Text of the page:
As fans marveled at the performance Saturday on The Farm by wide receiver Mark Bradford, who notched two touchdowns and career highs of nine catches for 185 yards, a look to the future begs a question. With every scholarship receiver on Stanford's roster in their junior or senior year of eligibility, representing the top six players at the wideout position for the Cardinal, where does the passing game turn for a playmaker in seasons to come?
While Bradford was working his magic against the Sun Devils, another 6'2" Los Angeles native was in Stanford Stadium soaking in the performance. Compton (Calif.) Dominguez High School senior wide receiver Richard Sherman and his mother were all smiles Saturday, as they watched Bradford and took in the entire day's experience.
"It was a great visit. It has really given me more insight on the Stanford program," the receiver recruit reports. "Also, I was able to see what was going on in the locker room, which was very exciting."
The feeling is mutual, with the Cardinal heavily recruiting Sherman. With his size, speed and athleticism, he could play wide receiver, cornerback or safety at the Pac-10 level. On defense, the two-way athlete has 20 tackles and five pass deflections through six games this fall for Dominguez. Sherman had an interception as well, but it was called back on a penalty. On offense, the receiver has caught 10 balls for six touchdowns and 347 yards. Three of those catches have gone for 60-plus yards, with another going 40 yards.
"I could play anywhere, but I'm starting to lean toward playing wide receiver [in college]," Sherman shares. "I feel like I'm a much better wide receiver right now. I'm making bigger plays. Receiver is becoming more natural for me."
While the 6'2" Dominguez standout puts up impressive numbers on the football field, Cardinal eyes are watching the mail. Sherman is nearly complete with his Stanford admissions application, with "just a couple essays" to finish. Also important is his October 8 SAT retake, looking to improve upon his score from early in his junior year.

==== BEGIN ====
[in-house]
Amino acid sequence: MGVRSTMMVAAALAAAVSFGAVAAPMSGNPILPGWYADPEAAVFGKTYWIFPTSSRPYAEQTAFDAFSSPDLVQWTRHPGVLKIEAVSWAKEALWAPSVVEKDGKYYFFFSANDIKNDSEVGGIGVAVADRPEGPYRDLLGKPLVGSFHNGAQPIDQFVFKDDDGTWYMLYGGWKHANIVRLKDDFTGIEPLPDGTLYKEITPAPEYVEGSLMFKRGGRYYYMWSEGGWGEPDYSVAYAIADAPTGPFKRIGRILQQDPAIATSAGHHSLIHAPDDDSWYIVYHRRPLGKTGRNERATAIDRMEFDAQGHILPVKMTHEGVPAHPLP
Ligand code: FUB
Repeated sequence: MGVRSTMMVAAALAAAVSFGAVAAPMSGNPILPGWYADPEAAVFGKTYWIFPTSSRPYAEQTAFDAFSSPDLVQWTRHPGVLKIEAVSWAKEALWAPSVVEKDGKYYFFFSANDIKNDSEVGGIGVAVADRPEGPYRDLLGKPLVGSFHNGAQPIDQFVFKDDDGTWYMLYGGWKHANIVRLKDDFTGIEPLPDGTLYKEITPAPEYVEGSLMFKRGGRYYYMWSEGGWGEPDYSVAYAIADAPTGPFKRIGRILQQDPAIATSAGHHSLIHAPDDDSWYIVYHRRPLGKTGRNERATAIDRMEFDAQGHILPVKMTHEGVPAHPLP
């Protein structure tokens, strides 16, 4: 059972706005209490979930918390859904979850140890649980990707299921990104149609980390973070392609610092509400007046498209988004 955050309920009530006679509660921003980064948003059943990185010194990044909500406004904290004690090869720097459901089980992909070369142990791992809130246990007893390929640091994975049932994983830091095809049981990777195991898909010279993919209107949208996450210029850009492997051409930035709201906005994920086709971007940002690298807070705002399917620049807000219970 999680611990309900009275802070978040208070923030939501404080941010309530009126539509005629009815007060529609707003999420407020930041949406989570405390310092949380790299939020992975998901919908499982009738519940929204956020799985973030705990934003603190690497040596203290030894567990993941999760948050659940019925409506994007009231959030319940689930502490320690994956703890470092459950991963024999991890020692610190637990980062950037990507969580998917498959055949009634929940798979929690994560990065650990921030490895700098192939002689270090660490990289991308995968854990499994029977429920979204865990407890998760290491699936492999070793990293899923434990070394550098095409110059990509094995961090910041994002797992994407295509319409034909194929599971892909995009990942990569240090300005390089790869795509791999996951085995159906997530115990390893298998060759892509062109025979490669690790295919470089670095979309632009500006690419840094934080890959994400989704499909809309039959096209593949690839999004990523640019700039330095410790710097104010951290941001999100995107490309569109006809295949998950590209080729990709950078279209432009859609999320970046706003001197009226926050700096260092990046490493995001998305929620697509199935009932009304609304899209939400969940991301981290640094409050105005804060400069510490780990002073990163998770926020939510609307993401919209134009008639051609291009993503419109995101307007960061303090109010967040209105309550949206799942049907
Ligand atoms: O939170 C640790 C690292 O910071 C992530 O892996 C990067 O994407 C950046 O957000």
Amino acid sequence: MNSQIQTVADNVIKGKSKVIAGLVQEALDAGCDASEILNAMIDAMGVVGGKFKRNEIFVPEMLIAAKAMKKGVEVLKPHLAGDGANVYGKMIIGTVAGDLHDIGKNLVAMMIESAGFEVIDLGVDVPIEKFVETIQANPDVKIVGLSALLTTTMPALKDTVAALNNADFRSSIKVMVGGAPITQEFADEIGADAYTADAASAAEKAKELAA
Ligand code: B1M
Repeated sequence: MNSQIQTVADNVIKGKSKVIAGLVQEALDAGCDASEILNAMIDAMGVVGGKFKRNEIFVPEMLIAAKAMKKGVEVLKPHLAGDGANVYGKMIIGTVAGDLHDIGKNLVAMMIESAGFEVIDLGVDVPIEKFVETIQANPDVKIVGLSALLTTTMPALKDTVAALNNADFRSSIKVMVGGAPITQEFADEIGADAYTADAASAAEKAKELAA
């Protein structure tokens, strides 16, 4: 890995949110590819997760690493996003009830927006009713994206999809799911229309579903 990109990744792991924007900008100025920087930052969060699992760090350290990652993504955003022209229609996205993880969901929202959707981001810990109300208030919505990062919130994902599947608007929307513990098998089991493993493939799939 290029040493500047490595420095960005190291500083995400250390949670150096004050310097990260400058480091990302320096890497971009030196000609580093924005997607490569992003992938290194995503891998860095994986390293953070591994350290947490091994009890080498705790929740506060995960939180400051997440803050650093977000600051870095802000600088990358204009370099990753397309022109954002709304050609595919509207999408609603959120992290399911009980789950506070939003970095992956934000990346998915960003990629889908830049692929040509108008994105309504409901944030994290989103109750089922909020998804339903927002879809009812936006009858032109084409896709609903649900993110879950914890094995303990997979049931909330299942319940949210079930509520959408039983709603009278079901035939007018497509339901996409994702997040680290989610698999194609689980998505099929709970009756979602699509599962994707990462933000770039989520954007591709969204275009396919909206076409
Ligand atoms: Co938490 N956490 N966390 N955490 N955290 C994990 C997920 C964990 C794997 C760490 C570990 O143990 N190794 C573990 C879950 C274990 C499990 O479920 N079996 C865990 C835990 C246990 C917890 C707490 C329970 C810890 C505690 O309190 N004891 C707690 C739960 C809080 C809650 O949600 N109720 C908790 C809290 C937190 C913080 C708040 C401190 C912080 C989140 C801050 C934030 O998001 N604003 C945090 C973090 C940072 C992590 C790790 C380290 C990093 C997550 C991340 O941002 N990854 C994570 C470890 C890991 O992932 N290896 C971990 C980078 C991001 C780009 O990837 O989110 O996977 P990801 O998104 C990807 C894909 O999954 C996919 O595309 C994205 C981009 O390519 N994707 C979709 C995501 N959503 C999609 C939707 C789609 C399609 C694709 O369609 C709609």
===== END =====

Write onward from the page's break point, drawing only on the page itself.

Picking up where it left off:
"I think it will be a great score," he confidently forecasts. "I felt much better taking the SAT this time - much stronger. It was pretty easy. This was my first time taking the new SAT with the essay section, but I thought it would be harder."
Sherman's admissions fate is the ultimate determinant in his Cardinal recruitment, but he today puts Stanford as his solid favorite. His only official visit scheduled thus far will bring him back to The Farm the first weekend of December, one would hope with an admissions outcome in hand by that time.
"Getting admitted to Stanford would definitely increase their chances. But they're pretty much my number one school right now, so you can't really get much higher," he laughs.
The Cardinal have held a leadership position for some time with Sherman, so that news comes as little surprise. The number two school on his mind, however, may not be who you expect.
"Mississippi State is my number two right now," he reveals. "Their coaches talk to me a lot."
Sherman was impressed when the Bulldogs sent wide receivers coach Guy Holliday all the way to Compton for a Thursday visit to his school and Friday attendance at a football game. Their track coaches have come to Dominguez High School as well, in recognition of the triple-jump athlete's importance on running track in college.
The school that previously occupied the second slot in Sherman's list was Colorado, but he says that the Buffaloes are not recruiting him as hard lately. One local school offered in the spring but now is ramping up its efforts and remains a viable option in his mind.
"UCLA has been in contact with me a lot lately, so they're in it," he comments.
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